Erica Gies’s book documents how conventional water control efforts damage ecosystems and the water cycle, and how they are overwhelmed by natural disasters driven by climate change. Still, whether in Midwestern floodplains, Vietnam’s mangrove swamps, or among Iraq’s marsh dwellers: Water Always Wins.
Gies looks to ancient and Indigenous technologies that utilize water’s natural ebbs and flows to mitigate the extremes of floods and droughts. She hunts down paleo gravel river beds that store water underground with a California hydrogeologist, tours China’s sponge cities with their landscape architect, and visits Kenya’s “water tower” mountains, which birth water supplies to valleys below.
There’s a memorable discussion about restoring beaver populations in England and the Pacific Northwest that relates the creatures’ impressive prowess at healing salmon runs and wetland ecologies. Also compelling is the book’s focus on water insecurity in a coastal city in India: Gies notes that Tamil people traditionally used a network of linked communal ponds and tanks for their measured water collection and usage, but that, after colonization, the system crumbled, leading to a lower water table, seawater intrusion, and the limitation of local access to tap water to just a few hours a day.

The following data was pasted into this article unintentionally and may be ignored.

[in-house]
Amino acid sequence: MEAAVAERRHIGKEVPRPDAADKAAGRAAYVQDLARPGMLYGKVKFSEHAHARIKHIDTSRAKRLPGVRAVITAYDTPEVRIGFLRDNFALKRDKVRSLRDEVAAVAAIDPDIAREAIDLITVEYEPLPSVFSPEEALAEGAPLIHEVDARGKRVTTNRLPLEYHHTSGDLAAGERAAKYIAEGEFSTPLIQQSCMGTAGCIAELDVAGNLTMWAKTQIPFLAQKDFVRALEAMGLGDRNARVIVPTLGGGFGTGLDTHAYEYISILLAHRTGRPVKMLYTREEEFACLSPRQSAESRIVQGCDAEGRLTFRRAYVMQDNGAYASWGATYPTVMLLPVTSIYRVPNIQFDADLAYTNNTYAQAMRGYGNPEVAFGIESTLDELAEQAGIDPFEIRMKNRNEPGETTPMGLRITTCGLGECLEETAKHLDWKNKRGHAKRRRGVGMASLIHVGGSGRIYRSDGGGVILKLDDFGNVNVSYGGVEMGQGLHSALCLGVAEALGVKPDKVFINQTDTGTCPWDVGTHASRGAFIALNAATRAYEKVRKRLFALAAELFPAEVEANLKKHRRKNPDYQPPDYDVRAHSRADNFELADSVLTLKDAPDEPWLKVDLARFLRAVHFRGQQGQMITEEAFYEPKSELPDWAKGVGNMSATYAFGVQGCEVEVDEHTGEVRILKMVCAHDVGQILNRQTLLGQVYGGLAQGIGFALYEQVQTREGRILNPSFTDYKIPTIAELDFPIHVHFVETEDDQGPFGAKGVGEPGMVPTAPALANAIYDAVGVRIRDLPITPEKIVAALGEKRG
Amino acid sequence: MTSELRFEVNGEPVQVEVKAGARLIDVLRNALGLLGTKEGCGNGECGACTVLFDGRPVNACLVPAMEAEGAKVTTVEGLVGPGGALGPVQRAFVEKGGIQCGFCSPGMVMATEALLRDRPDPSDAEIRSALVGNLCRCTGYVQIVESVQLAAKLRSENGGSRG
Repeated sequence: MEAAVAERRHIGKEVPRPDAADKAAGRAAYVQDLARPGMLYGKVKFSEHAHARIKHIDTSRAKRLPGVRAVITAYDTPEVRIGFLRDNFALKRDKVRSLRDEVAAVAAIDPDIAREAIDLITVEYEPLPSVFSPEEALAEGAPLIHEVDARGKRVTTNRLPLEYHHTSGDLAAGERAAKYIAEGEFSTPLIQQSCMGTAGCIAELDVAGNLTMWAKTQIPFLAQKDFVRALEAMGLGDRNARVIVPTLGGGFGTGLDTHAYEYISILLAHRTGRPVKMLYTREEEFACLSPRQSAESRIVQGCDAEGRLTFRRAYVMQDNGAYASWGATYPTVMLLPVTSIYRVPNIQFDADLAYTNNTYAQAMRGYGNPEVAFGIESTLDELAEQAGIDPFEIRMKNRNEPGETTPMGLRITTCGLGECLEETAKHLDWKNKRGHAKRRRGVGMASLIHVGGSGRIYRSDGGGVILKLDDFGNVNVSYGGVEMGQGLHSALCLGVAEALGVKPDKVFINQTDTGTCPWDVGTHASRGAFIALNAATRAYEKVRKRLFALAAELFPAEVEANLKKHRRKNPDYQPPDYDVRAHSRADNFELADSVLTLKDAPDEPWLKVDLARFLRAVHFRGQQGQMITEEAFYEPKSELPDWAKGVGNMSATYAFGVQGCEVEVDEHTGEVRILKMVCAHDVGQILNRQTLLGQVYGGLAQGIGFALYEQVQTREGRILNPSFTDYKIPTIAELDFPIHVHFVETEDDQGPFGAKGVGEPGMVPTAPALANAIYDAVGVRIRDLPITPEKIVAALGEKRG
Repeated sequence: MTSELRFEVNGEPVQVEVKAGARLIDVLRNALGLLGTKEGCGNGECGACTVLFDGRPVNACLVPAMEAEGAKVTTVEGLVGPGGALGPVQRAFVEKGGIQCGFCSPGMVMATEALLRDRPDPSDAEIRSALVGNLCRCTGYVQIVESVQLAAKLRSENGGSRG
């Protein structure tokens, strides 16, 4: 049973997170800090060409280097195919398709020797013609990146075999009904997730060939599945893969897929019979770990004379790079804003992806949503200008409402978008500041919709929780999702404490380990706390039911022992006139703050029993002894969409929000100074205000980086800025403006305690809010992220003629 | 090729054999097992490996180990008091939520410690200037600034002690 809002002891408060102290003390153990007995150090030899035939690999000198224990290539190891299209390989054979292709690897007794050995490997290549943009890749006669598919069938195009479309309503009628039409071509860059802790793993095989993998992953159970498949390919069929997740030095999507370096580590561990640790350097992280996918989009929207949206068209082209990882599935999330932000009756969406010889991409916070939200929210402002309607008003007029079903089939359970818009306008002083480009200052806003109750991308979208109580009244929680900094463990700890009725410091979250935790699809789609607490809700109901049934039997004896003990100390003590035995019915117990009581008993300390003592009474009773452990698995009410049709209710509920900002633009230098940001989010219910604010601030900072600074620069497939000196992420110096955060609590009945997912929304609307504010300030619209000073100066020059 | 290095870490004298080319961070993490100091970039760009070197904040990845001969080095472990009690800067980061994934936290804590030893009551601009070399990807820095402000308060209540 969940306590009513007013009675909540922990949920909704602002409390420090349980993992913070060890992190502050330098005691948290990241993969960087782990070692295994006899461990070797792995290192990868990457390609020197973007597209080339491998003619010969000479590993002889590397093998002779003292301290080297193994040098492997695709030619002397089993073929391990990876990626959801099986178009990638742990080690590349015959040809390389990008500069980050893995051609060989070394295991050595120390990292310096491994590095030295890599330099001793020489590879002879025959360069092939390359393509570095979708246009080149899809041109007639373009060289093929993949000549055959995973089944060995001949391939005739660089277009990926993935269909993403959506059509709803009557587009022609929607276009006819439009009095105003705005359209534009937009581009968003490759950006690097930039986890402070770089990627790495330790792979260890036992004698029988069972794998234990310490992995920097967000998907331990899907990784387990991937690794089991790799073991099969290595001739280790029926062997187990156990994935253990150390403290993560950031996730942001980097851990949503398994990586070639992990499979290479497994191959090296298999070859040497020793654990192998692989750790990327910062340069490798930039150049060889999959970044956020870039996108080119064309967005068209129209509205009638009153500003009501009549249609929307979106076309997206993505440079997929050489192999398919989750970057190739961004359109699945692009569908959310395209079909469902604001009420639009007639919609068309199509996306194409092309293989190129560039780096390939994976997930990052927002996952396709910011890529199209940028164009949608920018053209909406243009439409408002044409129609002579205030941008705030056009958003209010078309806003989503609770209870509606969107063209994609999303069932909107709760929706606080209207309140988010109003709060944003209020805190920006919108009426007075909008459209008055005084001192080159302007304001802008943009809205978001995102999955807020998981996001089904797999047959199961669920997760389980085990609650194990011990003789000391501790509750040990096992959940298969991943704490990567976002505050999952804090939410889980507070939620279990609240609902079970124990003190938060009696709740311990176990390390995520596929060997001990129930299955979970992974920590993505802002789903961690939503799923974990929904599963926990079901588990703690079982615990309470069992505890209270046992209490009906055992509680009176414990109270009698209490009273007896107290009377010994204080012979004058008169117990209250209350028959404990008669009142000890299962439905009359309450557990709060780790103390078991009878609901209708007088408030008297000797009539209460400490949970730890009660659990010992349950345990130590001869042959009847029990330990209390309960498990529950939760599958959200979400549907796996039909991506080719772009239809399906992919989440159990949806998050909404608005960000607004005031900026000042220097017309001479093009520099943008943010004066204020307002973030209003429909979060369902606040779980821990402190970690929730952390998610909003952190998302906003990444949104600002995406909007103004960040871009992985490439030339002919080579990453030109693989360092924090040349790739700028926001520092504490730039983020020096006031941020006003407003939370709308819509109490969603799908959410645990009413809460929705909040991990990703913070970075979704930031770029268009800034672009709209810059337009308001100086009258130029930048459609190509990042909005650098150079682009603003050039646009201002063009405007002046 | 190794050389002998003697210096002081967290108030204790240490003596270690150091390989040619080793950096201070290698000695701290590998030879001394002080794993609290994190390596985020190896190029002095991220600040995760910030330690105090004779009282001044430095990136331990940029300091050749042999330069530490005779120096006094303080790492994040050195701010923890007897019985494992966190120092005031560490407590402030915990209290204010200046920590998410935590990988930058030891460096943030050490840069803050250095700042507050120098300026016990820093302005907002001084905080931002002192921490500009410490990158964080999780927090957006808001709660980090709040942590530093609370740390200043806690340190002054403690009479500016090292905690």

Gies is passionate about protecting water rights for marginalized populations, and so her book examines legal, economic, and political strategies to that effect. It acknowledges that people must change the prevailing “culture of concrete” mindset used in “hyper-engineering” tools like megadams and higher seawalls, instead of nature-based water management systems. The book’s portrayals of those involved in such innovative projects that work with, rather than against, water’s slow, relentless power are vibrant.
Water Always Wins is an inspiring, insightful book about the myriad ways that “water detectives” are helping water to heal the planet.
Disclosure: This article is not an endorsement, but a review. The publisher of this book provided free copies of the book to have their book reviewed by a professional reviewer. No fee was paid by the publisher for this review. Foreword Reviews only recommends books that we love. Foreword Magazine, Inc. is disclosing this in accordance with the Federal Trade Commission’s 16 CFR, Part 255.